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SEC Investigating Take-Two's Past Stock Option Practices

Take-Two Interactive Software, whose management was replaced last week in a boardroom takeover, said it received a formal order of investigation by the U.S. Securities and Exchange Commission over its past stock-options grants practices.

The publisher of the popular "Grand Theft Auto" video game series said in a filing with the SEC that the formal order allows regulators to subpoena witnesses regarding the stock-options practices of the company, its directors, officers or employees.

Take-Two has said a review of its past options grants uncovered a significant number that were backdated during a period of more than six years to August 2003.

In February, former Take-Two Chief Executive Ryan Brant pleaded guilty to criminal charges over backdating options, becoming the first ex-CEO to do so in recent probes into options irregularities at dozens of U.S. companies.

The SEC investigation is also the latest in a series of woes for Take-Two, which has grappled with overstated financial results and a scandal over hidden sexual content in its "Grand Theft Auto: San Andreas."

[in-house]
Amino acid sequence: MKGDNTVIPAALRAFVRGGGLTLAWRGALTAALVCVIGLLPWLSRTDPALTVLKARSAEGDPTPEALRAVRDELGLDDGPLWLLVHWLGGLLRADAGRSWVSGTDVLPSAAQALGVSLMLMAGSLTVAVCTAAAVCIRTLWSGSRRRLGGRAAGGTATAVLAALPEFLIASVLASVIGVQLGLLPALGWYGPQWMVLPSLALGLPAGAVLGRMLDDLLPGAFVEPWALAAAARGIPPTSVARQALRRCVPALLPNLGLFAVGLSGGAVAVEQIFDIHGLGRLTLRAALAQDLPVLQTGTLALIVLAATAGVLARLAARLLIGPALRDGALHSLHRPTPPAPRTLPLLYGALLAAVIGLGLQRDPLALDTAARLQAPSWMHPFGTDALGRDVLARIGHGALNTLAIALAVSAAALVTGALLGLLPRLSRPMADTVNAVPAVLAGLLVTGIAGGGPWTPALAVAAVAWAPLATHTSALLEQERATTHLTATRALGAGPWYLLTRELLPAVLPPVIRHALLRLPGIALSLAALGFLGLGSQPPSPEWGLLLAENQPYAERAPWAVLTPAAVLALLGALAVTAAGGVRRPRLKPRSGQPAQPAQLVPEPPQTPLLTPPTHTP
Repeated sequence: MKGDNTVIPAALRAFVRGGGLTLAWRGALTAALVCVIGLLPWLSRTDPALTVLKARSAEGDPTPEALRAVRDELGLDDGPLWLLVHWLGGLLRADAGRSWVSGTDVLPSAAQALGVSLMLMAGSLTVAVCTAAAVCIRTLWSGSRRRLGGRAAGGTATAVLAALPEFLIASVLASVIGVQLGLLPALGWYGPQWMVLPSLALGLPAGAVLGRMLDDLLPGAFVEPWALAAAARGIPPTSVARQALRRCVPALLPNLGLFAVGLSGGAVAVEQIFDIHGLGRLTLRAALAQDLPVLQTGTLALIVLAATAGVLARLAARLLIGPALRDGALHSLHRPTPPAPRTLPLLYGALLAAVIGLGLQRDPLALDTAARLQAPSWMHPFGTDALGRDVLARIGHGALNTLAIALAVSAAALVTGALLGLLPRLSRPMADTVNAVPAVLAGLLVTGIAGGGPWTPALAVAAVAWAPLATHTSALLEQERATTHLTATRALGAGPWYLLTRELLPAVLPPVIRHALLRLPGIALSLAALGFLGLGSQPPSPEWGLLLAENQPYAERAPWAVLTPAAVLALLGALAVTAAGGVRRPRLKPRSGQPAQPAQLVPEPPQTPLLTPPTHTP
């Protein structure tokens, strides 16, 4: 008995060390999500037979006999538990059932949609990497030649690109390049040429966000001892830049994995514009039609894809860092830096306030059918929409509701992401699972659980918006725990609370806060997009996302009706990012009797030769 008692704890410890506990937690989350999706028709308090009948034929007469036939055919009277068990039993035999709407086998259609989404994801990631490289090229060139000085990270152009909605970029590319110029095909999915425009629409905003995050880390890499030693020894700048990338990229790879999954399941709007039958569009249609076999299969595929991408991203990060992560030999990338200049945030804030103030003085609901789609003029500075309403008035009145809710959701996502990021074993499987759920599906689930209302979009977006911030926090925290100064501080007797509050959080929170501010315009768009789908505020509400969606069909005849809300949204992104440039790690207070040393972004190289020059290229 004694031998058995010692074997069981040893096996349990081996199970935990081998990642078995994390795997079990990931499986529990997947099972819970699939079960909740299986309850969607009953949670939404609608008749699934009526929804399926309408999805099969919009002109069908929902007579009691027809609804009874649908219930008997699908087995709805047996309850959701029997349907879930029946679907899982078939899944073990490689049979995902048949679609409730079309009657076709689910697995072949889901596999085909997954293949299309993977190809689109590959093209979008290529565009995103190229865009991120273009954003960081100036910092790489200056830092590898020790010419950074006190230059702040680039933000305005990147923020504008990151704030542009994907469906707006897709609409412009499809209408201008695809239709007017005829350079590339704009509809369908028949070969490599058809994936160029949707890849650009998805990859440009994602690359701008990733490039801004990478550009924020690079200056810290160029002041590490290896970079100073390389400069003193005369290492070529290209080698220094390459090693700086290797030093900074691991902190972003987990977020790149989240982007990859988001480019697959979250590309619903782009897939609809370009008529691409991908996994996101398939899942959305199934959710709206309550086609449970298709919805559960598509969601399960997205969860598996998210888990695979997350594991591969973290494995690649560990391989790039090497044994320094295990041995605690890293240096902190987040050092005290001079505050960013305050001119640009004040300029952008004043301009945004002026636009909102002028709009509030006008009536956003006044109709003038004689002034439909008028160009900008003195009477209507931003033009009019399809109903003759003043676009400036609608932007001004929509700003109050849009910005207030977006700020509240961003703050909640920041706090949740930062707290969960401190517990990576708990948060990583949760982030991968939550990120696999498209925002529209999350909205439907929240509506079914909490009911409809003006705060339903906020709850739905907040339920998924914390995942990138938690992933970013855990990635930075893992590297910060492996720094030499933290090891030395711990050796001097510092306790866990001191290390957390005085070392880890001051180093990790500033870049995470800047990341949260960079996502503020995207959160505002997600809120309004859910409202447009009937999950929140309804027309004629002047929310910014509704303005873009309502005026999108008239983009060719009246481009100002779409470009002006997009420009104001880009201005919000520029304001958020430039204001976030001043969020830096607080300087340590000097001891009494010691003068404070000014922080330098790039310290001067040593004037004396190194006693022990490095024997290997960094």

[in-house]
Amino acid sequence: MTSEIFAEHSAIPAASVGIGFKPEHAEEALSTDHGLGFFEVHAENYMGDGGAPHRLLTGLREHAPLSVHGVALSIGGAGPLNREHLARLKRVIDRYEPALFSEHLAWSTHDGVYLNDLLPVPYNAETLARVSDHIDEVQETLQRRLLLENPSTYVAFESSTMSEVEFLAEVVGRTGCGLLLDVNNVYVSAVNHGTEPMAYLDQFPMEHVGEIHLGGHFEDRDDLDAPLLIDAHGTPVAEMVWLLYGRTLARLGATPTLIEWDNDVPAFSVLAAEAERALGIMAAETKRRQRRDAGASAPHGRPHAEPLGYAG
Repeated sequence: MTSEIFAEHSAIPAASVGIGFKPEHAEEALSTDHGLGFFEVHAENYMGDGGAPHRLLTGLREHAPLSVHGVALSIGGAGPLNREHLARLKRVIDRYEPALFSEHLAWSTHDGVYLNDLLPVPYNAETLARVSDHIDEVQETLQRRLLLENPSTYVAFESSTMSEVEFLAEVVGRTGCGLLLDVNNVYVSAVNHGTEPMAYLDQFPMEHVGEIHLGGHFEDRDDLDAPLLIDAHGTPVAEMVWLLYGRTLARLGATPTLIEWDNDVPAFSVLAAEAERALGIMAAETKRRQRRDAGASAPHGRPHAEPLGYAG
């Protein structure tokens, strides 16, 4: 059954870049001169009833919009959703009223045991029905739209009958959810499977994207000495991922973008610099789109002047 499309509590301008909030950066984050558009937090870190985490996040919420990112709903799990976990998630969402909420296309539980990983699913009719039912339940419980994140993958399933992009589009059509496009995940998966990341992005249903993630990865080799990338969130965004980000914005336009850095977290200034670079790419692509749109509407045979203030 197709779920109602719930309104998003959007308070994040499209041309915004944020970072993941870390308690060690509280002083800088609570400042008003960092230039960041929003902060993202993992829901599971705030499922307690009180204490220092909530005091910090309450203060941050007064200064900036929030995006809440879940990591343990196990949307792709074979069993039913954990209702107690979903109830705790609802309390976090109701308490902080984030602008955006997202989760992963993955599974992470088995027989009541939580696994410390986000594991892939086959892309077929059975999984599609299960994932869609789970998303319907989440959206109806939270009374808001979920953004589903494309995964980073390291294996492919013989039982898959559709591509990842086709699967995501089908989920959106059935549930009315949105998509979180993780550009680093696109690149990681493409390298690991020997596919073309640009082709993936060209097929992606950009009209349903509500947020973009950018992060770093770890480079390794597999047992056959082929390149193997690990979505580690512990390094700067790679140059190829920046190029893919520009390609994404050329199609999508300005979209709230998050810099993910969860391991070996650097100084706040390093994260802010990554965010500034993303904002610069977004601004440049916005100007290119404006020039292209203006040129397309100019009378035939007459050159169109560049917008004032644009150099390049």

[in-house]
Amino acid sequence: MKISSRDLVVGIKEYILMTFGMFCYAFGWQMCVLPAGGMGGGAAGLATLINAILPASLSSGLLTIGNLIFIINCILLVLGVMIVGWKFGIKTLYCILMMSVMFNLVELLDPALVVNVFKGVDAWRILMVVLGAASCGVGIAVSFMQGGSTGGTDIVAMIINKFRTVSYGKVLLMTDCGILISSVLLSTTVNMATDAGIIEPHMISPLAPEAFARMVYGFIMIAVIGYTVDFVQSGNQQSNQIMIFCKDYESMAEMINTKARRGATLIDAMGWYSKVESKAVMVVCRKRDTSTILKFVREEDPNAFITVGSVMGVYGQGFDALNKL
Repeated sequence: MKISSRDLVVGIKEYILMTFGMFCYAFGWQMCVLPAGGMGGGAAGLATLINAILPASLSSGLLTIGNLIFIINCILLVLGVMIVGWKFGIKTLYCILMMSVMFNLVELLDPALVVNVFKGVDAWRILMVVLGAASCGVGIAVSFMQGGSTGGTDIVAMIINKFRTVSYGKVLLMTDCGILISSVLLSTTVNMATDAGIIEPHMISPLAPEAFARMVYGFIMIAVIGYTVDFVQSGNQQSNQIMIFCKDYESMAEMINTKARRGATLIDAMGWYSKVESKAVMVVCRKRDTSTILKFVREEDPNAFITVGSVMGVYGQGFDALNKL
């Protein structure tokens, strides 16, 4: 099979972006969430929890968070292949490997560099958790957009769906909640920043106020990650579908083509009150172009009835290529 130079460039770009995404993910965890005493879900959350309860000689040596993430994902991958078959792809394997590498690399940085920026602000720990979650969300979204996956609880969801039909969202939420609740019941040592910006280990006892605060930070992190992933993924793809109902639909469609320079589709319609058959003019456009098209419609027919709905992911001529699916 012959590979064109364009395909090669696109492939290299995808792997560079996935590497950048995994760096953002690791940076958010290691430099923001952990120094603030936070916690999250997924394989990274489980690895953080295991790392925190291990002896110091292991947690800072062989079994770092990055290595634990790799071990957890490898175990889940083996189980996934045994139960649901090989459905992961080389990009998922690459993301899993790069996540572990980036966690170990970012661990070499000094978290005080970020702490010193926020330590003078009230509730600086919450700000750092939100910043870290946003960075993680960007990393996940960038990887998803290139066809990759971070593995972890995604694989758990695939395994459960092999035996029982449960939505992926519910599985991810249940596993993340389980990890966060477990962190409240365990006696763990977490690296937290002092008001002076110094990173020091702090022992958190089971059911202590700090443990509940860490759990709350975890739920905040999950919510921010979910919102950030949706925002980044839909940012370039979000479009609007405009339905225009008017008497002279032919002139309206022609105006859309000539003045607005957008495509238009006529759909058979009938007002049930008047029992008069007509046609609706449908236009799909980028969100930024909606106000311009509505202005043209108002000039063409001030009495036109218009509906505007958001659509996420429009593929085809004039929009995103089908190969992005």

Last week, investors owning 46% of Take-Two replaced the company's board and ousted its chief executive in an effort to improve corporate oversight.

Analysts have also said the company needs to come up with a new hit to accompany "Grand Theft Auto."

Strauss Zelnick, a former chief executive at BMG Entertainment, was named Take-Two's chairman, and his business partner, Ben Feder, was named acting chief executive. Zelnick said the board aimed to outline a new strategy for Take-Two within three to six months.

More than 170 companies have been investigated by U.S. authorities or have conducted internal inquiries into possible manipulation of option-grant dates. Some companies are suspected of backdating grants to days when the share price was lower, giving the recipient the opportunity for extra profit.

Backdating is not in itself illegal, as long as the practice is properly disclosed and fully accounted for.

Former CEOs at two other companies, Comverse Technologyand Brocade Communications Systems, also face charges in separate options-related cases.

Take-Two shares have risen around 20% in the year to date.

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